Today was the first day that the weather was good. Since we arrived it has been rainy and cold. Today it warmed up a bit, and the sun was shining, so we took the opportunity to explore our home for the next four months.
We walked to Ponte Vecchio first. Ponte Vecchio is probably one of the most famous landmarks in Florence, and because of the distance (like a twelve minute walk. I hate the cold), I hadn’t gone yet. Livia had a Dutch guidebook, and so she was our appointed tour guide for the afternoon. Ponte Vecchio spans the Arno River. It’s famous for still having shops on it. The original shops were butchers, but they were replaced by jewelers and art dealers because the Medicis (the regents of Firenze) didn’t like the smell.
The bridge we took the pictures from is called the Ponte Santa Trinita. On each corner of the bridge is a statue representing one of the four seasons.
From the bridges we walked to the Piazza Della Signoria. It is the focal point of the history of Florence. The Palazzo Vecchio (“Old Palace”), is the town hall. It overlooks the piazza, and is heralded by a replica of the statue of David. Adjacent is Loggia dei Lanzi, an open air gallery of antique renaissance art. Off the piazza is the Palazzo Vecchio, which houses the Uffizi Gallery. Next to the Louvre and the Prado in Madrid, the Uffizi is one of the most prominent museums. The artwork is housed in three separate buildings, it would take days to see and appreciate all of the art.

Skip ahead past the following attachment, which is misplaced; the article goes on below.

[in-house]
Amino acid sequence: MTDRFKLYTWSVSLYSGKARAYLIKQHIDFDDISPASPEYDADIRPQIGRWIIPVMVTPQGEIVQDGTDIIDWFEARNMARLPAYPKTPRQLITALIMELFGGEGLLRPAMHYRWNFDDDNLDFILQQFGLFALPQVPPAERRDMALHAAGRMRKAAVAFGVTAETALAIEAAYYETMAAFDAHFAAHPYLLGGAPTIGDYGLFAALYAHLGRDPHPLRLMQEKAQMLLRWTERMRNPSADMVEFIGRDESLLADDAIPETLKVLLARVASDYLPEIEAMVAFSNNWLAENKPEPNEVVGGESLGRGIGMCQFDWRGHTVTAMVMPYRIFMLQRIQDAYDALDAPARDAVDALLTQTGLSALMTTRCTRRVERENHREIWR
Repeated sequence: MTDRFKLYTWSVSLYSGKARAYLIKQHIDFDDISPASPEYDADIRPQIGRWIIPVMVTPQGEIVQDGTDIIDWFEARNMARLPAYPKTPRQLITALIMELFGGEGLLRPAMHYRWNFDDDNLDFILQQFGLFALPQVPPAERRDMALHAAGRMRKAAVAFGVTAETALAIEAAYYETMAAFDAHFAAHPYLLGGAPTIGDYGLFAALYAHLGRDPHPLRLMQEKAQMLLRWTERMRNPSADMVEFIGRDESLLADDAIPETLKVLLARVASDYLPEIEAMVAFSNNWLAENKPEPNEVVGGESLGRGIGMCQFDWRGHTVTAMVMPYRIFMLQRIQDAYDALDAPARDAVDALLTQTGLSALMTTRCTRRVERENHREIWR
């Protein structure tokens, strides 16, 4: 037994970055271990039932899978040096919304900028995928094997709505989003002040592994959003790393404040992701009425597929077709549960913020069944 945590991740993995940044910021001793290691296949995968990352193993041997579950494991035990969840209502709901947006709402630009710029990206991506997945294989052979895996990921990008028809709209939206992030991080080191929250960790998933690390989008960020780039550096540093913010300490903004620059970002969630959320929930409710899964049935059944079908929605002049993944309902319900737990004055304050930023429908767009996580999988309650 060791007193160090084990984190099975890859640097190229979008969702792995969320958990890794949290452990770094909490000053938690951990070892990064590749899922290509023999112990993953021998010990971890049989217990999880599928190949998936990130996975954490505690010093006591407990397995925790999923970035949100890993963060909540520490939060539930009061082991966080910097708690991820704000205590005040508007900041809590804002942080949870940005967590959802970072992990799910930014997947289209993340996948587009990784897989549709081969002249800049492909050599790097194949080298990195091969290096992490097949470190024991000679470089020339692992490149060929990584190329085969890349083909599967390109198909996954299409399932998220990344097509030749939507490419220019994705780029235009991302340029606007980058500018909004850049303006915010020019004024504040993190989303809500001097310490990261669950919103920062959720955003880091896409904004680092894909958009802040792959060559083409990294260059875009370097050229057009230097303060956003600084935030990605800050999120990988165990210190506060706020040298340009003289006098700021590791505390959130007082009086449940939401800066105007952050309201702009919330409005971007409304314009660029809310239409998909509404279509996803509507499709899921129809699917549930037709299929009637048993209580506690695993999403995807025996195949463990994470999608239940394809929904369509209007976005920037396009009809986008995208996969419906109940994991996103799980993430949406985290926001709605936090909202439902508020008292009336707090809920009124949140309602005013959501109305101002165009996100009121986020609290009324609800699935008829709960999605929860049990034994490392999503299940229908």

Behind the Piazza is a street called Via dei Neri. On it one of the best (if not the best) panini shops in Florence, All’antico Vinaio. There were two shops, across the street from each other, and the lines went out the door. Once in, we told the employees what we wanted on it-from food like mushrooms, truffles, and arugula, to salami and ham. All for five euros. They were enormous. They were delicious. Also down that road is the Gelateria dei Neri, a gelato shop that carries unique flavors such as Mexican chocolate.
After our snack we ventured on to the Piazza Santa Croce. Named after the Basilica of Santa Croce, that largest Franciscan church in the world, with sixteen chapels. There was also a group of teenagers in the square with a backpack boombox.
We returned to the beautiful Duomo, which has a bell tower almost the height of the Duomo itself, and a baptistery that’s under construction. The baptistery was constructed between 1059 and 1150. In the time of Brunelleschi, people thought it was a temple for Mars, from the time of the Emperor Caesar Augustus.
After a quick cappuccino we returned to our lovely apartment, where we finally have heat again after realizing we needed to turn on our boiler to have hot water.
I hope you all are having a lovely time at home, because I know I am here!